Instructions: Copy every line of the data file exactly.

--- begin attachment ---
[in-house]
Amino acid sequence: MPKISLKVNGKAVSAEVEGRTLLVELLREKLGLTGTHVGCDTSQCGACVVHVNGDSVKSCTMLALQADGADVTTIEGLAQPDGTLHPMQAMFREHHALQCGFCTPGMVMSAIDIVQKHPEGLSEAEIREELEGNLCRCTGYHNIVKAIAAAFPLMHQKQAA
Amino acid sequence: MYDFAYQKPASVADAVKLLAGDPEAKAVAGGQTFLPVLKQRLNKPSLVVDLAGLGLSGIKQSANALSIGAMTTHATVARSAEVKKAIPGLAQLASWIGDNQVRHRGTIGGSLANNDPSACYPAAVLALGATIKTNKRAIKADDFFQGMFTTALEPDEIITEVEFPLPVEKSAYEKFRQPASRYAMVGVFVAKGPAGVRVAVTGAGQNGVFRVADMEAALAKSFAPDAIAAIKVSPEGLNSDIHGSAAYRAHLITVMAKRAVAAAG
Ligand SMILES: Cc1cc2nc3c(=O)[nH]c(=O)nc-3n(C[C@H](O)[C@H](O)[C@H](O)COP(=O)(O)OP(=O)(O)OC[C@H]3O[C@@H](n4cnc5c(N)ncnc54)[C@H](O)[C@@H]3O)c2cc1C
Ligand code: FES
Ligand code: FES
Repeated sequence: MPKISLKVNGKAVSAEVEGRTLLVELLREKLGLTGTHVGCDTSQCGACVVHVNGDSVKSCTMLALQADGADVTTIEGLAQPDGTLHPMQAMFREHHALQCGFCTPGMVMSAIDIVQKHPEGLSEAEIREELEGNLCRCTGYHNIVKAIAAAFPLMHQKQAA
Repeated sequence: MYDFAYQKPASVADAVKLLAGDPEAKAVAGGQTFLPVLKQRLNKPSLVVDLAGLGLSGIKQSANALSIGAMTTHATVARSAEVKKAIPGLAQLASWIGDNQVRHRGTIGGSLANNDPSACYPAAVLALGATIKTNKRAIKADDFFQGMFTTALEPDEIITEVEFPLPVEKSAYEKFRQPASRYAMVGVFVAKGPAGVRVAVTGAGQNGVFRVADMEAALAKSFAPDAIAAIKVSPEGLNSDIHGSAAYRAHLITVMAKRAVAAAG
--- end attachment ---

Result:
[in-house]
Amino acid sequence: MPKISLKVNGKAVSAEVEGRTLLVELLREKLGLTGTHVGCDTSQCGACVVHVNGDSVKSCTMLALQADGADVTTIEGLAQPDGTLHPMQAMFREHHALQCGFCTPGMVMSAIDIVQKHPEGLSEAEIREELEGNLCRCTGYHNIVKAIAAAFPLMHQKQAA
Amino acid sequence: MYDFAYQKPASVADAVKLLAGDPEAKAVAGGQTFLPVLKQRLNKPSLVVDLAGLGLSGIKQSANALSIGAMTTHATVARSAEVKKAIPGLAQLASWIGDNQVRHRGTIGGSLANNDPSACYPAAVLALGATIKTNKRAIKADDFFQGMFTTALEPDEIITEVEFPLPVEKSAYEKFRQPASRYAMVGVFVAKGPAGVRVAVTGAGQNGVFRVADMEAALAKSFAPDAIAAIKVSPEGLNSDIHGSAAYRAHLITVMAKRAVAAAG
Ligand SMILES: Cc1cc2nc3c(=O)[nH]c(=O)nc-3n(C[C@H](O)[C@H](O)[C@H](O)COP(=O)(O)OP(=O)(O)OC[C@H]3O[C@@H](n4cnc5c(N)ncnc54)[C@H](O)[C@@H]3O)c2cc1C
Ligand code: FES
Ligand code: FES
Repeated sequence: MPKISLKVNGKAVSAEVEGRTLLVELLREKLGLTGTHVGCDTSQCGACVVHVNGDSVKSCTMLALQADGADVTTIEGLAQPDGTLHPMQAMFREHHALQCGFCTPGMVMSAIDIVQKHPEGLSEAEIREELEGNLCRCTGYHNIVKAIAAAFPLMHQKQAA
Repeated sequence: MYDFAYQKPASVADAVKLLAGDPEAKAVAGGQTFLPVLKQRLNKPSLVVDLAGLGLSGIKQSANALSIGAMTTHATVARSAEVKKAIPGLAQLASWIGDNQVRHRGTIGGSLANNDPSACYPAAVLALGATIKTNKRAIKADDFFQGMFTTALEPDEIITEVEFPLPVEKSAYEKFRQPASRYAMVGVFVAKGPAGVRVAVTGAGQNGVFRVADMEAALAKSFAPDAIAAIKVSPEGLNSDIHGSAAYRAHLITVMAKRAVAAAG